Tim Thomas knew that an unbeaten season was unlikely. Still, he had a good feeling when he took the ice with a chance for his ninth straight win.
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”I know you’re not going to win them all. (But I) want to,” he said Saturday night after his first loss of the season, a 2-0 victory by the Ottawa Senators. ”I thought it was going to be 9-0 after tonight. But that’s hockey: It doesn’t always work out the way you want it to.”
Brian Elliott stopped 31 shots, earning his first shutout this season, and Erik Karlsson and Daniel Alfredsson scored for Ottawa. One game after giving up four third-period goals in a 6-2 loss to Vancouver, the Senators took the early lead. Elliott held off the Bruins for Ottawa’s seventh win in nine games and its third straight in Boston.
”We just wanted to make sure we bounced back,” Alfredsson said. ”We didn’t want this to turn into a two- (or) three-game losing streak.”
The Senators learned on Saturday that assistant coach Luke Richardson’s 14-year-old daughter, Daron, had died. After the game, coach Cory Clouston broke down when asked about it.
”I don’t think anyone can (understand), but you can imagine and it is probably worse than what you can imagine,” Alfredsson said. ”It’s tragic. Our thoughts and prayers are with the family, and hopefully they can cope with this as best as possible.”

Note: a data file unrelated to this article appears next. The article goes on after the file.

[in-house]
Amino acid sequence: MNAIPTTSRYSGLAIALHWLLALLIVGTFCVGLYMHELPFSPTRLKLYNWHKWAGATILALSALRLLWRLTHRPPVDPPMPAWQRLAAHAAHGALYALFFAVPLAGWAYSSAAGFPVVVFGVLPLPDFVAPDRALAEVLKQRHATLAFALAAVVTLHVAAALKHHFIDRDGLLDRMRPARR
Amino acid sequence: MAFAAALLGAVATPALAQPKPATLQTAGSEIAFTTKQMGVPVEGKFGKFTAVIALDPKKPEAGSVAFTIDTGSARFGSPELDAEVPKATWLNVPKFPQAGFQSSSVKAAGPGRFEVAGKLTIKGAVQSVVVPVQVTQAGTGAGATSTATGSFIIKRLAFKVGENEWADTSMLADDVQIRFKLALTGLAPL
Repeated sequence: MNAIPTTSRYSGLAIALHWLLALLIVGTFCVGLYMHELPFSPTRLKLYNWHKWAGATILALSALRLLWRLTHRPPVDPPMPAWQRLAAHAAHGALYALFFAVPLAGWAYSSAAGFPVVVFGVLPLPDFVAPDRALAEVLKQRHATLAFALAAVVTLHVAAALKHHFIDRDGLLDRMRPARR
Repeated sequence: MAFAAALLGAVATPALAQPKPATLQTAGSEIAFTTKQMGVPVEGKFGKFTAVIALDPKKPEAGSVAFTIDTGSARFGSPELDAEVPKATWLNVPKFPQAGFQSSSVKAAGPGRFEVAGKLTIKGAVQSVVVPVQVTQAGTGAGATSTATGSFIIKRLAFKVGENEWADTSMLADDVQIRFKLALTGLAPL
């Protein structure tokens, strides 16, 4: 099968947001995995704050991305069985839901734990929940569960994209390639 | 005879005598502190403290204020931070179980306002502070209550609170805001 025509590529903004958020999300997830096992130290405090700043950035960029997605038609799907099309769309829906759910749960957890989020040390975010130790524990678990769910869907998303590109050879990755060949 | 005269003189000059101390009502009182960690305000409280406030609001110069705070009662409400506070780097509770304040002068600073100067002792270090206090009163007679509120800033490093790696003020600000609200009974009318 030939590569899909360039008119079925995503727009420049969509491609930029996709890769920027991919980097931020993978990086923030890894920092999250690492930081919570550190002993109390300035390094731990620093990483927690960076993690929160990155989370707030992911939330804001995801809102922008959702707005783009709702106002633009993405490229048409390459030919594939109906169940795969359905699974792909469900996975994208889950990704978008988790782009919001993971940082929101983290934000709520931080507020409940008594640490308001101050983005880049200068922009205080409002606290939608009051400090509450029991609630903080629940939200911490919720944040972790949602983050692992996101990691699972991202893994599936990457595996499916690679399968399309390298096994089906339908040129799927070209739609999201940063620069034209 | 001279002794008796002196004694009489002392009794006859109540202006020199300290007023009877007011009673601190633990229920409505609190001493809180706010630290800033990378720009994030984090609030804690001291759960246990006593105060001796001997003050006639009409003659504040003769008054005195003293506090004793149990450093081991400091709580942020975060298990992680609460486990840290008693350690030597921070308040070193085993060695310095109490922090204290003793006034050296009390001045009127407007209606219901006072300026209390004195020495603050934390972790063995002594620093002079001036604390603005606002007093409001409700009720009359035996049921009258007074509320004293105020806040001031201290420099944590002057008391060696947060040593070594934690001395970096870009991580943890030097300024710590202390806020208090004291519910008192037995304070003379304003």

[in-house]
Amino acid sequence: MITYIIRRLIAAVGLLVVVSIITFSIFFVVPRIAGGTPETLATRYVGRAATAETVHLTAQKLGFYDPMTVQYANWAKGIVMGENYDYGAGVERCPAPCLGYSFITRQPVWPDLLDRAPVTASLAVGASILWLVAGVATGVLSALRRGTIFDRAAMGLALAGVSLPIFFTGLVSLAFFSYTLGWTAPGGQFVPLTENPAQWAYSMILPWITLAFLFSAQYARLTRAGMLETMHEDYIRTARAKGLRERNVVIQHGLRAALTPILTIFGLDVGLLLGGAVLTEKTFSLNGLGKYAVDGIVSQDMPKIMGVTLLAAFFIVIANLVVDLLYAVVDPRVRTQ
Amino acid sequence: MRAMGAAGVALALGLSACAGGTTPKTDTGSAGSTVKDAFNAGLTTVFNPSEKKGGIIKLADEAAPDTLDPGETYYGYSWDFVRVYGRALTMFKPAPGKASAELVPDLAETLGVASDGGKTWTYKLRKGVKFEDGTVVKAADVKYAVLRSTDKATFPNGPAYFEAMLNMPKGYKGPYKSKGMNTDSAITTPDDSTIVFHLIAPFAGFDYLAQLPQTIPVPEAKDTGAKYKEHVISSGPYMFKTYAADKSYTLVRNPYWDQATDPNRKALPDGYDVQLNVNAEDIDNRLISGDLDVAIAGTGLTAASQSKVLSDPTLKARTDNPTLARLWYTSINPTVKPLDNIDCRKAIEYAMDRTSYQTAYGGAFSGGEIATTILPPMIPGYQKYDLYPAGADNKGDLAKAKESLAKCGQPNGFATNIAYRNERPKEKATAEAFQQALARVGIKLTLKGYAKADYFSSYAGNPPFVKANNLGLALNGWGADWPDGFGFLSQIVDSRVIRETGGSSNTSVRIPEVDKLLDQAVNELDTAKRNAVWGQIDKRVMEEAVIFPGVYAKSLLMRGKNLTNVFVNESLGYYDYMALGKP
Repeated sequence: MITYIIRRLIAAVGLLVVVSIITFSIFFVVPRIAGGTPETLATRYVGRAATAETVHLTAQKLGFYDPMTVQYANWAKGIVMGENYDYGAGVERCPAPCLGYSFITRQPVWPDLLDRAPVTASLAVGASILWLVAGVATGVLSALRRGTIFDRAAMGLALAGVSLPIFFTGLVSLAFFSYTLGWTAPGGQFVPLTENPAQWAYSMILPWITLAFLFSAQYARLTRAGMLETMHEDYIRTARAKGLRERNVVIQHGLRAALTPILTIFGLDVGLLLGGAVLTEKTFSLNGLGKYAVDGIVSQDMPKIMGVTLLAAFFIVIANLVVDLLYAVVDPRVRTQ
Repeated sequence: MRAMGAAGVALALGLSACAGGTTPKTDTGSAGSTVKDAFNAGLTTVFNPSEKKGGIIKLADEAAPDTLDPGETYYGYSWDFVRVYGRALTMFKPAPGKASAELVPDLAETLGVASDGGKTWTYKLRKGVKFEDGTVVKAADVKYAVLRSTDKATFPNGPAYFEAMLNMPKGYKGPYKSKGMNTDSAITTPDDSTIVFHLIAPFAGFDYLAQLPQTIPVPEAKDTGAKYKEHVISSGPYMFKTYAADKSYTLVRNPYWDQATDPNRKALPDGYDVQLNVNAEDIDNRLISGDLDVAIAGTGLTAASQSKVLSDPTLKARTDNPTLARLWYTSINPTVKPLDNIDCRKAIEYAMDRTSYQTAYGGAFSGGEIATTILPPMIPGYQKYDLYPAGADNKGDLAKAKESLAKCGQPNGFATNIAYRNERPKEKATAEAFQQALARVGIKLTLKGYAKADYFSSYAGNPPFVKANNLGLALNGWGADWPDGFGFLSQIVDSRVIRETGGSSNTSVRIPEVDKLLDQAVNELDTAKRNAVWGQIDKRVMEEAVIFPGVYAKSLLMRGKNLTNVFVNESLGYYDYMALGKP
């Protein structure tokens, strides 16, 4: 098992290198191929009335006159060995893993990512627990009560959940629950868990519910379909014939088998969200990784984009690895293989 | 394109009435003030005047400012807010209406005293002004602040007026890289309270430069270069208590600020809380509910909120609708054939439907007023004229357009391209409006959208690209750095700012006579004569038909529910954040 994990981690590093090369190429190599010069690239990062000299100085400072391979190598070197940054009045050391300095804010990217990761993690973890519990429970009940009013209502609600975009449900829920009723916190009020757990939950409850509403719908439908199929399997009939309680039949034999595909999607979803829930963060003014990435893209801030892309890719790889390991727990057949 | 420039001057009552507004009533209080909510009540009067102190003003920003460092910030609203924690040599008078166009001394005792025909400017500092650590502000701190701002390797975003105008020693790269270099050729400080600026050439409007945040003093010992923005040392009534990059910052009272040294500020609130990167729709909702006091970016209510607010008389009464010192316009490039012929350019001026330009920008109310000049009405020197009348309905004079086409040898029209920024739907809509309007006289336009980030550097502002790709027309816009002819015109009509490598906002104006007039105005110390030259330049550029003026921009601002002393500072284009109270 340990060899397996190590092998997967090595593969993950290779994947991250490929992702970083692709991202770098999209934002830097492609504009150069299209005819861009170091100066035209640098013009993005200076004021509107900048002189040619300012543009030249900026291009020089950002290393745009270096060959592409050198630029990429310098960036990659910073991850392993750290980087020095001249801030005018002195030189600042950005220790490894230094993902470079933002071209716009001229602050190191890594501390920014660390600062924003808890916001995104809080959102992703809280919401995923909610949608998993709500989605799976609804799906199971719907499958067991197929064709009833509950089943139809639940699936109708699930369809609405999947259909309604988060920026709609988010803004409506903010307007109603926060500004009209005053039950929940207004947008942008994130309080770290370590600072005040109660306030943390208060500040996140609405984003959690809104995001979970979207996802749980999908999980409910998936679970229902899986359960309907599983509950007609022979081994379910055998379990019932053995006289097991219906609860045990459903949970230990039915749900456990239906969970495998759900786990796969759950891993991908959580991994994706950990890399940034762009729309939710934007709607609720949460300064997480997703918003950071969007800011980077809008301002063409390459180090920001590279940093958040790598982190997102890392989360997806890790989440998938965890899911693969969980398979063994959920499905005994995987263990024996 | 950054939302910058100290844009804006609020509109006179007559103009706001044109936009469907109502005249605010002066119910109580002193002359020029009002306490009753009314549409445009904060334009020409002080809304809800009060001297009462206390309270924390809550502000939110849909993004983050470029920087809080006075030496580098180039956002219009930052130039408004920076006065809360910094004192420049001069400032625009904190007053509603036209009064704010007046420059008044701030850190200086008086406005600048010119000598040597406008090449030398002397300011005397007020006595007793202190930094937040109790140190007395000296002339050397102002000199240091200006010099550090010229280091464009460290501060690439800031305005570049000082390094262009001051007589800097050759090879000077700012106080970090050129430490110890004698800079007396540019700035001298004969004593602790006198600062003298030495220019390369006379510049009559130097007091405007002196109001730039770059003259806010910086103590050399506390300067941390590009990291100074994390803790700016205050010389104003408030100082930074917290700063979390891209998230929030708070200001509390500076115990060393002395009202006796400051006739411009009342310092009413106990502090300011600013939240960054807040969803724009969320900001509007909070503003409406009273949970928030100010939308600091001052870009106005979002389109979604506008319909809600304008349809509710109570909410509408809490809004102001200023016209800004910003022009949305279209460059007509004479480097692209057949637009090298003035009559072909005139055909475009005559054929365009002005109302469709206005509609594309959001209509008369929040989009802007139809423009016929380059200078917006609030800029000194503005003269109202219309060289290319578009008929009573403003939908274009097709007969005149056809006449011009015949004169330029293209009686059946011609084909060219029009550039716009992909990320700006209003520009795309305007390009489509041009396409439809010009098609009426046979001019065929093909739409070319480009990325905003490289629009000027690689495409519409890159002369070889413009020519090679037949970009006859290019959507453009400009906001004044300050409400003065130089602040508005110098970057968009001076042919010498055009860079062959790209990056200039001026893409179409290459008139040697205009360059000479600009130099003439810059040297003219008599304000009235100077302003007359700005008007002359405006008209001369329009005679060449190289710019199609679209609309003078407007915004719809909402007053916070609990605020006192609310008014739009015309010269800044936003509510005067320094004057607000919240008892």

Richardson was not with the team, a Senators spokesman said.
Thomas had been 8-0 this season, earning the win in each of Boston’s victories. The Bruins were shut out for the first time and have lost four of five since opening with seven wins in nine games.
”I certainly don’t fault Timmy. He was good; he kept us in the game,” Bruins coach Claude Julien said. ”I’m not going to throw anybody under the bus, but I’m not going to praise our team because we didn’t play well.”
Thomas stopped 31 shots, but he fell behind 1-0 midway through the first period when Karlsson got the puck off a faceoff in the Boston zone and wristed it through traffic and into the net.
”I didn’t see it,” Thomas said. ”It’s a terrifying feeling as a goalie when you can’t find the puck. I couldn’t even find out who had the puck. It just disappeared behind bodies, and by the time I saw it was behind our last defenseman.”
Boston appeared to tie it in the second period when Zdeno Chara’s shot from the right circle squeezed between Elliott’s left shoulder and the post before it landed on the goal line. Blake Wheeler dove for it, but his stick went over the puck and, as he slid into the net, he knocked it in with his glove.
The referee immediately waved off the goal, and the replay confirmed his call.
”I took a dive at it,” Wheeler said, noting that if he had hit it with his body instead it could have counted. ”That’s a tough one. You can probably do a million different things and the puck goes in.”
With eight minutes left in the second, the Bruins got a short-handed breakaway when two Senators collided at mid-ice and fell. Patrice Bergeron went in alone, but Elliott made the save with his blocker.
The Senators took a 2-0 lead with 15:45 left in the game when Milan Michalek crossed the puck over to Alfredsson, who had an open net to shoot at. Alfredsson has seven goals and four assists in 11 games.